Military Atheists Now Target Fort Campbell Nativity, Menorah

Though they failed to get Travis AFB to remove its nativity and what they called a “token” Jewish Menorah, military atheists led by Justin Griffith have now set their sights on Fort Campbell, one of the largest US Army bases in the United States.  Fort Campbell has a Menorah and nativity at the sign near one of its entry gates.  (Don’t tell anyone, but there’s also a prominent star at the top of the post Christmas tree…)

It reads like “Welcome to Fort Campbell, where you better love Jesus…”

[Fort Campbell] need[s] to either remove the display, or at the very least let all the other points of view have an equal level of support.

How a Menorah says “you better love Jesus” is unclear, though the atheists’ (repeat) belittling of the Jewish display of faith is eclipsed only by their obsessive need to attach themselves to Christianity.

The situation is not the same as Travis AFB, though.  For one thing, it’s the Army, not the Air Force — and yes, that makes a difference.  There are probably more displays elsewhere, as historically several have graced the huge post.  Griffith, while claiming the support of Michael Weinstein and his MRFF, has yet to reconcile their competing solutions.  (Weinstein said he “only” wanted it moved to the chapel; Griffith has insisted even that would be illegal.)  Also, unlike the Air Force base “holiday card lane,” these appear to be stand-alone holiday displays.  The atheists want in.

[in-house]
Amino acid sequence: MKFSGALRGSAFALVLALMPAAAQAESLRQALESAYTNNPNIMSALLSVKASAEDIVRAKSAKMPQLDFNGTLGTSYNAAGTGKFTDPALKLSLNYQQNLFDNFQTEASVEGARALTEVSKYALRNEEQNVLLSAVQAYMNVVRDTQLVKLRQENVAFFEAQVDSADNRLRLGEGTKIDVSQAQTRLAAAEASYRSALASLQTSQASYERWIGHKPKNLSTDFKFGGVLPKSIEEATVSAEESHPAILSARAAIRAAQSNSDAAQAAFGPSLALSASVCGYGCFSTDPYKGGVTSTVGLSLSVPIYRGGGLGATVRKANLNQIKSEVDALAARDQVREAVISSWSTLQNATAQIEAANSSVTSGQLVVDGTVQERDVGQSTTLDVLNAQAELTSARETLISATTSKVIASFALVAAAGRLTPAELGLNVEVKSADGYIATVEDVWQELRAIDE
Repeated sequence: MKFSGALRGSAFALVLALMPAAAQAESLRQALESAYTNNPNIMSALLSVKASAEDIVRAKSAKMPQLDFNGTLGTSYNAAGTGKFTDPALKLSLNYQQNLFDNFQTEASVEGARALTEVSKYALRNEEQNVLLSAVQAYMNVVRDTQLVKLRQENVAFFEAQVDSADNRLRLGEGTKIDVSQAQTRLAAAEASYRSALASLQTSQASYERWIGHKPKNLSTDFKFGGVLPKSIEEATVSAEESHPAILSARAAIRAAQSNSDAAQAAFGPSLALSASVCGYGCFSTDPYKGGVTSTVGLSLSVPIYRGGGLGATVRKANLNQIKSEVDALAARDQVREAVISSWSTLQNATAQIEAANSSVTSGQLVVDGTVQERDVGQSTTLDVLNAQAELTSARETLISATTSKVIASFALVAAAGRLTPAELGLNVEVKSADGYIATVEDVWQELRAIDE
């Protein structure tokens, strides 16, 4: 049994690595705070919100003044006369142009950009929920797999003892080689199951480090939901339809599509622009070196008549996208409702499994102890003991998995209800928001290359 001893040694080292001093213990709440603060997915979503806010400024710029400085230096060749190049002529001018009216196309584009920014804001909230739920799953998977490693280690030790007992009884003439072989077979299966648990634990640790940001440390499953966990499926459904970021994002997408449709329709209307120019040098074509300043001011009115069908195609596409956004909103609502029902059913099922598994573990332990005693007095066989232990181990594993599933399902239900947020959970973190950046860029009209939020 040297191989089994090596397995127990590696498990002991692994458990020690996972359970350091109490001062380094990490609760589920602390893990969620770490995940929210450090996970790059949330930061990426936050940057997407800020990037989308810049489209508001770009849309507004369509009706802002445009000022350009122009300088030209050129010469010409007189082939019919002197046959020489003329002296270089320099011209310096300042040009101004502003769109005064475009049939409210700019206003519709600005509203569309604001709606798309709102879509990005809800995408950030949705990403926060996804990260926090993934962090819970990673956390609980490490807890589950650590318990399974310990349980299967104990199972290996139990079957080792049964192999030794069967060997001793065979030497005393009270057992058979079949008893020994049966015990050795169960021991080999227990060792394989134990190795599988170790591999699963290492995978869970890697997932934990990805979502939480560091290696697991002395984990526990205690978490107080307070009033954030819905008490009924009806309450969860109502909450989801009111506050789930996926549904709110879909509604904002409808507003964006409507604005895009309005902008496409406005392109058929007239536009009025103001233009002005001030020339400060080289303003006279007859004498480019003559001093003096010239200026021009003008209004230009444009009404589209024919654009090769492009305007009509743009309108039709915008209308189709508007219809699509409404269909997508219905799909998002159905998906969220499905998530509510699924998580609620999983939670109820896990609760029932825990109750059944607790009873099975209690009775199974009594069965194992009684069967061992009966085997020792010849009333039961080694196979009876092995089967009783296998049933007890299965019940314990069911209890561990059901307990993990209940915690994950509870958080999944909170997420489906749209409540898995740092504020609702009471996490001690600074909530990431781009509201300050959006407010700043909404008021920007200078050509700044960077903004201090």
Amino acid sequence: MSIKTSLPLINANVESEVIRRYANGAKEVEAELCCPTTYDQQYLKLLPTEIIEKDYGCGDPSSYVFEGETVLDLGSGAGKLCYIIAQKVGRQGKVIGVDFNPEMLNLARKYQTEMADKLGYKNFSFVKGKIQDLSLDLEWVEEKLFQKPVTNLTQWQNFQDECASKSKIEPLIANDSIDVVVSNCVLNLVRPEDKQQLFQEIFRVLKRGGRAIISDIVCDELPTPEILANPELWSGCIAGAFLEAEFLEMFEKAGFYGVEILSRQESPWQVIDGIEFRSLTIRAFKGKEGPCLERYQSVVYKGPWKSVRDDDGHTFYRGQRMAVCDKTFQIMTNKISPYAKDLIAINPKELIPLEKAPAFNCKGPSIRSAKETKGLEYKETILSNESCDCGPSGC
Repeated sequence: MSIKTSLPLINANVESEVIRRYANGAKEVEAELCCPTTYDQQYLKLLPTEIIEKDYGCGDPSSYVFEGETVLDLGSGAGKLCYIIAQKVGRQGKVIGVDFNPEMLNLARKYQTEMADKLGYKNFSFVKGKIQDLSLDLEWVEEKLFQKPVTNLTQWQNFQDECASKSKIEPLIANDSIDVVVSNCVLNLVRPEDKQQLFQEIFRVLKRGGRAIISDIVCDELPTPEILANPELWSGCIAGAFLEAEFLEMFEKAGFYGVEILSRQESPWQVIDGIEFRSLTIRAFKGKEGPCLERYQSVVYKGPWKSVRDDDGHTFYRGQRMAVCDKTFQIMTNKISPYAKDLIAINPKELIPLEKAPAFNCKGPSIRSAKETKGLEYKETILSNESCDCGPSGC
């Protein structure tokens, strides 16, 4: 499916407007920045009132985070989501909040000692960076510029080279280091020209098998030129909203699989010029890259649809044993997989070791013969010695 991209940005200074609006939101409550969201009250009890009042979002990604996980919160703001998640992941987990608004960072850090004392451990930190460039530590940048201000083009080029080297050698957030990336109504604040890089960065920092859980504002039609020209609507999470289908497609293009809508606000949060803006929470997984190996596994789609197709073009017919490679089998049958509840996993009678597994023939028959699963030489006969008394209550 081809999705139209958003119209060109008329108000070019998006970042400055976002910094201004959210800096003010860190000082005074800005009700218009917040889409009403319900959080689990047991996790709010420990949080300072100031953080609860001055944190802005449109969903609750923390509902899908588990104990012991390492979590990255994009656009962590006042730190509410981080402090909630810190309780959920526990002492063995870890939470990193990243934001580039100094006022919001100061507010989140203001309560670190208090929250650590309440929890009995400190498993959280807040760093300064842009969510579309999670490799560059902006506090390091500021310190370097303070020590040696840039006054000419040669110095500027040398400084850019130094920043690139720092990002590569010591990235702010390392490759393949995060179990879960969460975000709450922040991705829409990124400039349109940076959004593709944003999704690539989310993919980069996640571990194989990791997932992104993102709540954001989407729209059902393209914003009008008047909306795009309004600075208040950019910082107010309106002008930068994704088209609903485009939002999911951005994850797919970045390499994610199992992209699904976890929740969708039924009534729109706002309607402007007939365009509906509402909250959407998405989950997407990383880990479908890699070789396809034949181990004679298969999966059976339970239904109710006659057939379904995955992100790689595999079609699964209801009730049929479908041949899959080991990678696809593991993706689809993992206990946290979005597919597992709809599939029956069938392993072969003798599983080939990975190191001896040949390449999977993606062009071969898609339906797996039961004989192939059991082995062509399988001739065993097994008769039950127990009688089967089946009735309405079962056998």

Fair enough.  The nativity is up for the annual recognition of the Christmas season.  The Menorah was erected yesterday because it was the beginning of the annual celebration of Hanukkah (a fact that seemed to escape the critics).  Other groups should be welcome to erect displays during their faith celebrations as well.

So, the Army can let Griffith, an Army soldier representing American Atheists, put something up during the annual atheist faith celebrations.

When the Air Force equated atheism with religion, military atheists took the opportunity to mock the beliefs of their fellow Airmen — something no religion would ever be allowed to do because, as noted last time, it violates military Equal Opportunity policies.

The sad thing is some of atheists think they’re creating victories, when in fact they’re “#winning” Charlie Sheen style.  They’re turning atheism into nothing more than an asterisk on Christianity.  Like a four-year-old on a high school playground, they’re following others around and demanding to be allowed to participate.  Their “religious freedom” to this point has been nothing more than establishing themselves as an addendum to everything Christians do.  They have yet to display an independent thought.

For the record, this is not the first time someone has complained about the religious displays at Fort Campbell:

Vanderbilt University law professor [Tom McCoy] says nativity scenes at Fort Campbell, Ky., violate the US Constitutional ban on government endorsement of religion…

“If…the ordinary person going by would see this thing is not associated with the chapel, then I think the ordinary person would perceive it as a public ground being used to endorse religion,” McCoy said.

The Army’s response:

“Surely to God you could find something else to write about that would not be negative this time of year.  Are you an atheist?”  – Fort Campbell spokesman Bill Harralson…

That was December 24, 1990 — more than 20 years ago.  For those that miss the significance, that was 24 days before the invasion of Iraq in the start of Operation Desert Storm.